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Publication numberUS20020106170 A1
Publication typeApplication
Application numberUS 09/776,208
Publication dateAug 8, 2002
Filing dateFeb 2, 2001
Priority dateFeb 2, 2001
Also published asUS6453099
Publication number09776208, 776208, US 2002/0106170 A1, US 2002/106170 A1, US 20020106170 A1, US 20020106170A1, US 2002106170 A1, US 2002106170A1, US-A1-20020106170, US-A1-2002106170, US2002/0106170A1, US2002/106170A1, US20020106170 A1, US20020106170A1, US2002106170 A1, US2002106170A1
InventorsJohn Davenport, Roger Buelow
Original AssigneeDavenport John M., Buelow Roger F.
Export CitationBiBTeX, EndNote, RefMan
External Links: USPTO, USPTO Assignment, Espacenet
Multi-stranded fiberoptic light delivery system with smooth color transitioning
US 20020106170 A1
Abstract
An exemplary embodiment of the invention provides a multi-stranded fiberoptic light delivery system for delivering light to a plurality of fixtures. Each of the fixtures receives light from one or more active strands of a fiberoptic cable. A light source provides a light beam for transmission through the cable. A light-coloring device receives the light beam and sequentially imparts to the light beam different colors. A rod is interposed in the light beam between the color wheel and the fixtures. The rod has an inlet for receiving the light beam and an outlet for transmitting light to the cable. The rod has a length at least high enough to cause it to pass to all active strands a portion of the light of a color just starting to be received at its inlet.
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Claims(13)
What is claimed is:
1. A multi-stranded fiberoptic light delivery system, comprising:
a) a multi-stranded fiberoptic cable for delivering light to a plurality of fixtures, each of which receives light from one or more active strands of the cable;
b) a light source for providing a light beam to be transmitted through the fiberoptic cable;
c) a light-coloring device for receiving the light beam and sequentially imparting to the light beam different colors; and
d) a rod interposed in the light beam between the color wheel and the fixtures; the rod having an inlet for receiving the light beam and an outlet for transmitting light to the cable; and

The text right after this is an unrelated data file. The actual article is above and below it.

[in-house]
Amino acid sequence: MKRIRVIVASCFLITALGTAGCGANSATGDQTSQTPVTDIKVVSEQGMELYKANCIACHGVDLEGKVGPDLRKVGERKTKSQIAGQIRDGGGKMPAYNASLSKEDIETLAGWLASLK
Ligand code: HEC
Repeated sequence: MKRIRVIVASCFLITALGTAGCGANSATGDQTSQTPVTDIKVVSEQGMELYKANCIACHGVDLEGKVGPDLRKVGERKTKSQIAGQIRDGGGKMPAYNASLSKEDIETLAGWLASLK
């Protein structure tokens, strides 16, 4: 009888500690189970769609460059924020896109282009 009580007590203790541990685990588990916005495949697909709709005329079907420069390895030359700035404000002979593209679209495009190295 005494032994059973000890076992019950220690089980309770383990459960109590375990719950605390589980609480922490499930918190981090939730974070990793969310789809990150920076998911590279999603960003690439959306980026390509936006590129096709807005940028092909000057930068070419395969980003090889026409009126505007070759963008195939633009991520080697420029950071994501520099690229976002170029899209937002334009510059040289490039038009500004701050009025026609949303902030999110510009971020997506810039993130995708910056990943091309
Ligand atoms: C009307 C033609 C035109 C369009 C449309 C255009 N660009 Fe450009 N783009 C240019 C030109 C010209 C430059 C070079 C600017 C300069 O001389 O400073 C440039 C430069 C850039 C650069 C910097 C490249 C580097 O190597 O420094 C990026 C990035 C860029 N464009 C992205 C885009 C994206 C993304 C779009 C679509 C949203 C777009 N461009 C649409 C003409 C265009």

e) the rod having a length at least long enough to cause it to pass to all active strands a portion of the light of a color just starting to be received at its inlet.
2. The system of claim 1, wherein each different color is substantially uniform.
3. The system of claim 1, wherein the light-coloring device comprises a color wheel including:
a) a plurality of successive circumferential portions, with adjacent portions having different color filtering properties;
b) the wheel being moveable so as to be able to move each successive portion through the light beam.
4. The system of claim 1, wherein:
a) the cable has a leading end; and
b) the rod is positioned between the light-coloring device and the leading end.
5. The system of claim 4, wherein the rod is selected to be thermally resistant from heat from light it receives without requiring a cooling fan.
6. The system of claim 1, wherein the rod is sufficiently long to cause substantially uniform color mixing but too short to cause a substantial increase in uniformity of light intensity among the various strands of the cable.
7. The system of claim 1, wherein the rod is selected to have a length achieving a substantial increase in uniformity of light intensity.
8. The system of claim 1, wherein the rod is solid.
9. A multi-stranded fiberoptic light delivery system, comprising:
a) a multi-stranded fiberoptic cable for delivering light to a plurality of fixtures, each of which receives light from one or more active strands of the cable;
b) a light source for providing a light beam to be transmitted through the fiberoptic cable;
c) a light-coloring device for receiving the light beam and sequentially imparting to the light beam different colors; and
d) a rod interposed in the light beam between the color wheel and the fixtures; the rod having an inlet for receiving the light beam and an outlet for transmitting light to the cable; and
e) the length of the rod being at least about 2.8 times the maximum cross-sectional dimension of the light-transmitting portion of the cable.
10. The system of claim 9, wherein the rod receives light from the light-coloring device at a half angle of no more than about 30 degrees.
11. The system of claim 9, wherein the length of the rod is at least about 4 times the maximum cross sectional dimension of the rod.
12. The system of claim 9, wherein the rod is sufficiently long to cause substantially uniform color mixing but too short to cause a substantial increase in uniformity of light intensity among the various strands of the cable.
13. The system of claim 9, wherein the rod is selected to have a length achieving a substantial increase in uniformity of light intensity.
Description
FIELD OF THE INVENTION

[0001] The present invention relates to a multi-stranded light delivery system for providing light to a plurality of light fixtures.